What I still haven’t said about the series is that it’s all just exposition. This isn’t really a story, it’s a setup for other stories. It says These things happened this way, deal with it. They aren’t stories unto themselves, they are narrative hooks to be exploited elsewhere, be it Secret Invasion or the Avengers series of 2010. They are captions brought to life. Only, since it’s also a big retcon, they had to add nice art and annoying Bendis dialog to convince us this con is the real thing. And most of the time it works.
I recently read the new issues of Bendis 2010 Avengers series and there was this character who was called Noh-Varr. I also recently read the Marvel Boy mini from Grant Morrison, that also had a character named Noh-Varr. Now, I like both series, but nowhere in hell is it possible that these two characters are the same. The only way that the Morrison Noh-Varr became the Bendis Noh-Varr is by some sort of brain damage.
Morrison’s Noh-Varr came from an advanced Kree-culture, not the Kree of the Marvel universe, but a Kree-culture from another universe that was able to traverse the multiverse with their space ships and who had managed to create a sort of futuristic utopia whose main philosophy could be equated to “Zen Fascism” (quote Morrison in the comic). Noh-Varr declared war on Earth, not because he wanted to destroy it (well, at least not in the way most superhero villains want to), but because he wanted to uplift our culture to the standards of his own. Change or die, in that respect he combined typical traits of a Warren Ellis character with the youthful, rebelliousness typical for Morrison’s earlier characters.
Morrison’s Noh-Varr was fundamentally a science fiction character, willing to uplift our culture against it’s will and at any cost. Bendis Noh-Varr is fundamentally a superhero comic character, willing to preserve the status quo at all cost (not even wanting to give away Kree technology because it could harm the development of our world).
Such a fundamental shift in personality is something that comes from a lifetime of experience and certainly not in the time-span depicted here. Bendis obviously took a character, gutted everything he didn’t like (which was essentially the core of his personality), took some of his superfluous elements and created a new character. I wish he would have done this, create a new character, instead of completely demolishing an existing one.
But maybe there is a way to reconcile the two different personalities. Now, I didn’t read the intermediary appearances of Noh-Varr, but I know that the Illuminati visited him in his prison before he became active again. We know the Illuminati are pretty result-oriented at whatever cost. Noh-Varr obviously was a pretty big threat to Earth. They had a world-class telepath in their group who has been shown to be not above mental manipulation for the best of intentions.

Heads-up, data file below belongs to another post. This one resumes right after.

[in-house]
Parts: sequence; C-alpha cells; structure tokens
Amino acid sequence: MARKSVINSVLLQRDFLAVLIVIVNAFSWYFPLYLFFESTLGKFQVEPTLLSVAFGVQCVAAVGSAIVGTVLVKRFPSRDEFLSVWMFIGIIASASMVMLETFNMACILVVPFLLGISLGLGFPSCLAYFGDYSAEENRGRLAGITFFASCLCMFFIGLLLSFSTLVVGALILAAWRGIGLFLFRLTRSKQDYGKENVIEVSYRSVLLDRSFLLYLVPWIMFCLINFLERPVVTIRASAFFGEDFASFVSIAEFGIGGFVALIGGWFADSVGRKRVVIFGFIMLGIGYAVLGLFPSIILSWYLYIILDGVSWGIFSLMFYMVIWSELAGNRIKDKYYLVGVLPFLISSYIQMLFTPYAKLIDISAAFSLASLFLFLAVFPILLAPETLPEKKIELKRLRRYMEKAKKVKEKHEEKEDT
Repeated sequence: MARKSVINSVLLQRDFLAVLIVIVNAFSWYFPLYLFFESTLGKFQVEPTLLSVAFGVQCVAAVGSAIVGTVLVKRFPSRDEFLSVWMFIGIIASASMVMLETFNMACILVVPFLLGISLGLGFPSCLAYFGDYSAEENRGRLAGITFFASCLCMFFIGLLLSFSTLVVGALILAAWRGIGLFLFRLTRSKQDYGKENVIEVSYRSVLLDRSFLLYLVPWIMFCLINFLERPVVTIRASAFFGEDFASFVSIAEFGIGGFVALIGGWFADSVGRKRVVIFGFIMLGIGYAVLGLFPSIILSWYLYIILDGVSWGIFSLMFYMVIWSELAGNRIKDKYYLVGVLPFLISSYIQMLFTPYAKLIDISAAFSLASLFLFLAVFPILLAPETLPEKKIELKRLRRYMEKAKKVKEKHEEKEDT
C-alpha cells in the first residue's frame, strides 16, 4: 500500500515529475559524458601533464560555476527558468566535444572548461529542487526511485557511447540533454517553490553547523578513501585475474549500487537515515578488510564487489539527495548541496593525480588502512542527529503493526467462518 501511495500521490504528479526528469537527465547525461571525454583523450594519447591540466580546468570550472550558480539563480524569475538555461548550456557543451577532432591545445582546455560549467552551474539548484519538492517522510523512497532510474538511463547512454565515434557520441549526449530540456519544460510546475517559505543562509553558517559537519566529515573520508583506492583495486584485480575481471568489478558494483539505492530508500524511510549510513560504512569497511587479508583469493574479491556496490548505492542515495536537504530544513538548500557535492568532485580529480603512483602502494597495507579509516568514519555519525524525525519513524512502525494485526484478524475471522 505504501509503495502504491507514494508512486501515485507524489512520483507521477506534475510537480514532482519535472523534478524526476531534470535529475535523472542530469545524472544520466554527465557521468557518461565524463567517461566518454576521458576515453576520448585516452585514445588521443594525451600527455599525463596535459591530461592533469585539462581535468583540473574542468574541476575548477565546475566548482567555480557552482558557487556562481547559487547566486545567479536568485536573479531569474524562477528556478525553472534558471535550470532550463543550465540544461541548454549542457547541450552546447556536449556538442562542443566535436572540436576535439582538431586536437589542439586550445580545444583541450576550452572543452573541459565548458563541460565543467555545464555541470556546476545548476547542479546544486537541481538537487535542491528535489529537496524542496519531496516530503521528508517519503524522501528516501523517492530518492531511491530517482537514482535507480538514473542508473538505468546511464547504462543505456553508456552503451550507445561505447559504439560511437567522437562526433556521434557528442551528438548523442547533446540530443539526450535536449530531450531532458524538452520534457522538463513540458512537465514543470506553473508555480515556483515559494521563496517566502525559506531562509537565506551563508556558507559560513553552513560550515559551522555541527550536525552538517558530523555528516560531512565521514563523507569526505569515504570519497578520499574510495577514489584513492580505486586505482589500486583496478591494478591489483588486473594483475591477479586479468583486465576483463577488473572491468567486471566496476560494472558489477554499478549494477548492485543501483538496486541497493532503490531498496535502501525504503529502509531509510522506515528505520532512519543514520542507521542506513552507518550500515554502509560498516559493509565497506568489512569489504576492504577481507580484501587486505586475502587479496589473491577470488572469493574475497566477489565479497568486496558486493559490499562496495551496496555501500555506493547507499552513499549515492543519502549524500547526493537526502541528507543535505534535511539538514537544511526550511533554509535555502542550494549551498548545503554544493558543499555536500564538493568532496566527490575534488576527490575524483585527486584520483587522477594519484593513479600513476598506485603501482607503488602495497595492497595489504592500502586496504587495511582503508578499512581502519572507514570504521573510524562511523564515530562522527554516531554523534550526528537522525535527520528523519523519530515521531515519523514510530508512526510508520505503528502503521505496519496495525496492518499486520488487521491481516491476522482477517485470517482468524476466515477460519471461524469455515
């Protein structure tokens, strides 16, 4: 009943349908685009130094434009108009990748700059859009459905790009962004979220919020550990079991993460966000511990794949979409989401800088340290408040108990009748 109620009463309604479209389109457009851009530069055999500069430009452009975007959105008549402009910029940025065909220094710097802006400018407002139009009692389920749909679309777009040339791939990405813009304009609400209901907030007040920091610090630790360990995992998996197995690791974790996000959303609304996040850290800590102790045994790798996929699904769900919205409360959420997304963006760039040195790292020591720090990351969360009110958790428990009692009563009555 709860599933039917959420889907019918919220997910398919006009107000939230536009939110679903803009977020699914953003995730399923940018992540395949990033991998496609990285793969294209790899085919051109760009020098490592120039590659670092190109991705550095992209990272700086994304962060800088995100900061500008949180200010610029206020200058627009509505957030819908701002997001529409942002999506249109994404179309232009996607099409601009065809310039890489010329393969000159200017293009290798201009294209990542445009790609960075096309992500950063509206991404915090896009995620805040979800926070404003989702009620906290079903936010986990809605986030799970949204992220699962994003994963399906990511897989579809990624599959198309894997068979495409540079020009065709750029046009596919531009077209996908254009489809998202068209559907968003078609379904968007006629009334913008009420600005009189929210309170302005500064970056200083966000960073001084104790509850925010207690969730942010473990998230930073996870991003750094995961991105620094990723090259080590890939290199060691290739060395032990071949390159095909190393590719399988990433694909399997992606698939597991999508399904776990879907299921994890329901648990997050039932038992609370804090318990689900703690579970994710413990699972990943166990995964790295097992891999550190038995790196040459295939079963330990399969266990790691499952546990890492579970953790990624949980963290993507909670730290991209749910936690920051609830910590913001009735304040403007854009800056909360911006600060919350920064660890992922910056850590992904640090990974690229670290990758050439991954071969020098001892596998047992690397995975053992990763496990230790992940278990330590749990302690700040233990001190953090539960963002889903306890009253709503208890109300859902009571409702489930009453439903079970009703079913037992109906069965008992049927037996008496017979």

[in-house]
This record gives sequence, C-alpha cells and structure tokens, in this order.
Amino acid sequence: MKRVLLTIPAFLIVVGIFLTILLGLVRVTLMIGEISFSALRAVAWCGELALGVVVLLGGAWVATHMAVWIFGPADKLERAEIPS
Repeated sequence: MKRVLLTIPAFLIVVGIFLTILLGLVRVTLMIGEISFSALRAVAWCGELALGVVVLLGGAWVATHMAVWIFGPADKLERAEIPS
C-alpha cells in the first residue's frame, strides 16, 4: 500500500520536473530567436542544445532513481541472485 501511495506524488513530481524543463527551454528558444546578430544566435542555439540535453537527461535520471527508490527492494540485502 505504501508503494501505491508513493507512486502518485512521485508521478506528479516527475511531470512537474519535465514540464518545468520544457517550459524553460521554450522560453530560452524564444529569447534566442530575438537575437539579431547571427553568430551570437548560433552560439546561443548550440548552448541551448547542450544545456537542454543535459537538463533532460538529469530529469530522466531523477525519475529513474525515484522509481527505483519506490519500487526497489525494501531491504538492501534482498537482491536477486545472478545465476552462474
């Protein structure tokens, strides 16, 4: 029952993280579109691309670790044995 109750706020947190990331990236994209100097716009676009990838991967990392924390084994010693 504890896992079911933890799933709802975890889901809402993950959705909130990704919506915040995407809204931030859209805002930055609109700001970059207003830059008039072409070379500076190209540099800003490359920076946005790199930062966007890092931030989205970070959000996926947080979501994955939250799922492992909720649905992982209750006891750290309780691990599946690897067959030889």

I don’t think it’s such a big leap to come to the conclusion that they did a little brainwashing on Noh-Varr. That interpretation reconciles Morrison’s and Bendis Noh-Varr and leaves some interesting potential for future story-lines, once Noh-Varr’s original mental makeup asserts itself.
Marshal Law, a comic published sporadically from 1987 until 1998 (okay, there was a one-page appearance in 2000 A.D. 1280 in 2002, but I don’t really count that) is a ultra-violent superhero satire with Marshal Law – a former superhero himself – hunting his former colleagues. Superhero in the Marshal Law universe means normal humans that have been transformed into super-soldiers for a campaign in south America and who, after the end of the war, play superhero at the home front (albeit most of their superheroing falls more in the villainy camp).
The interesting thing about the Marshal Law comics is that despite being practically a one-note character, there’s an ongoing narrative that develops coherently over the course of all the one-shots and mini-series. Each subsequent part of the Marshal Law series references earlier events and sometimes old-characters (often dead ones) comes back. Even the crossover with characters from other franchise, like Hellblazer’s Pinhead, The Mask and Savage Dragon are part of the ongoing narrative and not just non-canon appearances.
Of the three crossover I found the Savage Dragon the weakest, since Marshal Law seemed to act a bit out of character (and somehow wound up not hating superheroes anymore) and the whole lacked the hyper-violence and full-on satire of the other Marshal Law comics. But the follow-up series (the crossover with The Mask) went back to the basics and managed to salvage the damage from the Marshal Law/Savage Dragon crossover.